Explore the state-of-the-art Darwin Centre and glimpse the giant cocoon from all angles. Get up close to the concrete, steel and glass of this amazing architectural achievement. Designed by C F Møller Architects of Denmark, it took around 25 months and 280 people to build and was opened in September 2009.
The new Darwin Centre’s giant cocoon structure is built to house 20 millions specimens. The cocoon is encased in a glass box and the reflective properties of the glass prevent the cocoon from being seen fully from the outside. Its scale and shape can be glimpsed at the top when visitors start their tour stepping out of the glass lift on the 7th floor.
From the cocoon's outer walkway you can see the web of panels on its exterior. These panels make it easier to clean and maintain the cocoon surface as well as symbolising the silk-like threads of a real cocoon in nature.
Visitors catch the first glimpses of the cocoon's interior on the outer bridge walkway from the 7th floor lobby as they begin the Cocoon experience.
Meander down the gently sloping walkway on the Cocoon tour past beautiful wall installations that epitomise the Darwin Centre experience. The inner cocoon concrete walls provide a neutral backdrop to these incredible graphic displays.
Get a real sense of the atmosphere of the Cocoon experience and the scale of the building's inner wall projections and winding walkways in this stunning photograph.
Around the centre of the cocoon are state-of-the-art scientific research facilities that will be used by over 200 scientists at a time. These laboratory areas have high-tech, specialised equipment and are designed to be flexible open-plan workspaces with tightly controlled temperatures.
There are various viewing areas, including the preparing specimens workspace shown above, where visitors can ask Museum scientists questions about their work using a 2-way microphone.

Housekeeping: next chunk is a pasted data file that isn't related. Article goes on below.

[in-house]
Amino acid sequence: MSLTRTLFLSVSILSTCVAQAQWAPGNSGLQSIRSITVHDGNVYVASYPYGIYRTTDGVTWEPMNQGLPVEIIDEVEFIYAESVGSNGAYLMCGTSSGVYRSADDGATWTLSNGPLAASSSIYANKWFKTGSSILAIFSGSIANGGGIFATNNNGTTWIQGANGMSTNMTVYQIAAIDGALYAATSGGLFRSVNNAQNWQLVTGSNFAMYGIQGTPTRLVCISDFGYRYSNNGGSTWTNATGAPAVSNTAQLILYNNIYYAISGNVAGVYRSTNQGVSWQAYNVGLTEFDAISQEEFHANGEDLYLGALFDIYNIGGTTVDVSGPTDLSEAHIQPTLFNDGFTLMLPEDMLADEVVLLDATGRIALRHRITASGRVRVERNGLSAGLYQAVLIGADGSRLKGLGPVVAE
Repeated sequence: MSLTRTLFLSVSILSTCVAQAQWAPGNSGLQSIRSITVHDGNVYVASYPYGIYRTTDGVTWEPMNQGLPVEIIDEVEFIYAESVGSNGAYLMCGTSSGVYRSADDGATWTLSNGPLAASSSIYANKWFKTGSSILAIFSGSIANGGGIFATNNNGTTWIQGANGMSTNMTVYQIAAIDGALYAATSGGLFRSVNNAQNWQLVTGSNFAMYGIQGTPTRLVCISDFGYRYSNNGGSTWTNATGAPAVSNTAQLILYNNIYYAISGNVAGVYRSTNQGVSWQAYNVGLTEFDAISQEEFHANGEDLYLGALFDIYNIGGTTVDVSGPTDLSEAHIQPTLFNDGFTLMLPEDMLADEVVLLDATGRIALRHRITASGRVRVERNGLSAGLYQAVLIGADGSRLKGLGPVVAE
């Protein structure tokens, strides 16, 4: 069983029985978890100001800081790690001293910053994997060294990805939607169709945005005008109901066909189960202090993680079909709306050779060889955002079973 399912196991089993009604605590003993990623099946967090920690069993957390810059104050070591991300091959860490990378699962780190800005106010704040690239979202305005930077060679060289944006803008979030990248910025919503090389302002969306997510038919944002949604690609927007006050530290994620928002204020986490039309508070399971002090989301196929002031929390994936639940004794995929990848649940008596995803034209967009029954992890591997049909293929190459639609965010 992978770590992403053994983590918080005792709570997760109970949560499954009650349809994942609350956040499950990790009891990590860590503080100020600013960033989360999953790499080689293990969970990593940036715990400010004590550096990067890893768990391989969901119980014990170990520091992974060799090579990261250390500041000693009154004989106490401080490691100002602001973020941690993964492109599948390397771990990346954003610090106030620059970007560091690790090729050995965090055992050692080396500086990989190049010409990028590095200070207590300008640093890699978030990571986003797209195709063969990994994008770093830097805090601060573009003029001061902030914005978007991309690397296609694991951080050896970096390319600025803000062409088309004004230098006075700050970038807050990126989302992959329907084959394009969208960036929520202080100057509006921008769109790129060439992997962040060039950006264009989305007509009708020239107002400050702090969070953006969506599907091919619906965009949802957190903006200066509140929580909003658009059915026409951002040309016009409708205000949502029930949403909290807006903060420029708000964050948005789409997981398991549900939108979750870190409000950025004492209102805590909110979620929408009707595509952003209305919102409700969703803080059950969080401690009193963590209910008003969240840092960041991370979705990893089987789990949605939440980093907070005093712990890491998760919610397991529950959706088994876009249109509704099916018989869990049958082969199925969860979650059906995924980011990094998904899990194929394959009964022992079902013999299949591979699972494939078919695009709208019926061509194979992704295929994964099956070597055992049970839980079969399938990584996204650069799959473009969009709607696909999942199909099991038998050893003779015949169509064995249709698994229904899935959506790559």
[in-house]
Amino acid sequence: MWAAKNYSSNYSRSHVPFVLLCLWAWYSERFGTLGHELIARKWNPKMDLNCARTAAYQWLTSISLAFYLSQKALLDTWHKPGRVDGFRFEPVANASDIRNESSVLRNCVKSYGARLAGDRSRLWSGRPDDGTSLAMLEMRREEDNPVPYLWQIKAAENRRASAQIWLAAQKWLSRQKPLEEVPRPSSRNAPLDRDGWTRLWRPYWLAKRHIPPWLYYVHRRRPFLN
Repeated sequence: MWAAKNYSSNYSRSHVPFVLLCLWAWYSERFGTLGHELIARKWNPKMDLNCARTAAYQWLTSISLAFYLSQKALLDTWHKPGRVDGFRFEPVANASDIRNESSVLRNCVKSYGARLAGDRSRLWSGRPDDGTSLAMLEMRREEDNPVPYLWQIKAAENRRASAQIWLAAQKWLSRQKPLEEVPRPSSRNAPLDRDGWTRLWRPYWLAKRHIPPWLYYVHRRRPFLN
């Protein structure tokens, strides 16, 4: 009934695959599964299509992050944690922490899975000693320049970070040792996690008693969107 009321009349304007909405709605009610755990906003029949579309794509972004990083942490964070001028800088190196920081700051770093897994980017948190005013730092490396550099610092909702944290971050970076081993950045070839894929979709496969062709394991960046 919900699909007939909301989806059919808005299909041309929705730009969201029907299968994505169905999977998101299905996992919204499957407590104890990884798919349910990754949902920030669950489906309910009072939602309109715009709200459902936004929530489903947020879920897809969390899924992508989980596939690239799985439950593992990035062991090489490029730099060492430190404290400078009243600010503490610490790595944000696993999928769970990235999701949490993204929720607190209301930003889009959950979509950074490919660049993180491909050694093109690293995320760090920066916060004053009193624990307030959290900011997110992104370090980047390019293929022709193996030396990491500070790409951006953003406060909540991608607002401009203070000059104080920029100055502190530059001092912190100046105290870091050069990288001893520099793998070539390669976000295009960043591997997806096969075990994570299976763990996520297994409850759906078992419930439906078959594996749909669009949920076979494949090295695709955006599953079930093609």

The gently curving, sloped walkways inside the cocoon building are designed to be wheelchair-friendly. The space is specially designed to buffer the noise levels, particularly near the science work areas and where exhibits use sound.
Visitors exit the cocoon building on the lower ground floor of the Darwin Centre. As they walk through the light and airy hallway they can revel in the atmosphere and grandeur of this magnificent space. The floor is made from British Portland limestone. The Centre for UK Biodiversity alcoves are shown here on the right. At the end of the hallway is the Attenborough Studio and Climate Change Wall.
The centre's lower ground hallway shows the cocoon building's huge proportions from below. Admire the view shown here from the Attenborough Studio end of the building, facing the reception area and glass lift.
Marvel at the dramatic shadows cast on the cocoon throughout the day, highlighting its curves. In this light and from this angle the building looks futuristic and like something out of a science fiction movie.
Outside the Natural History Museum, the state-of-the-art Darwin Centre is shown here from the Wildlife Garden adjacent to the historic Waterhouse building. it's clear how the new building links the Grade I listed Victorian Waterhouse building and Museum gardens, bringing together the old, the organic and the new.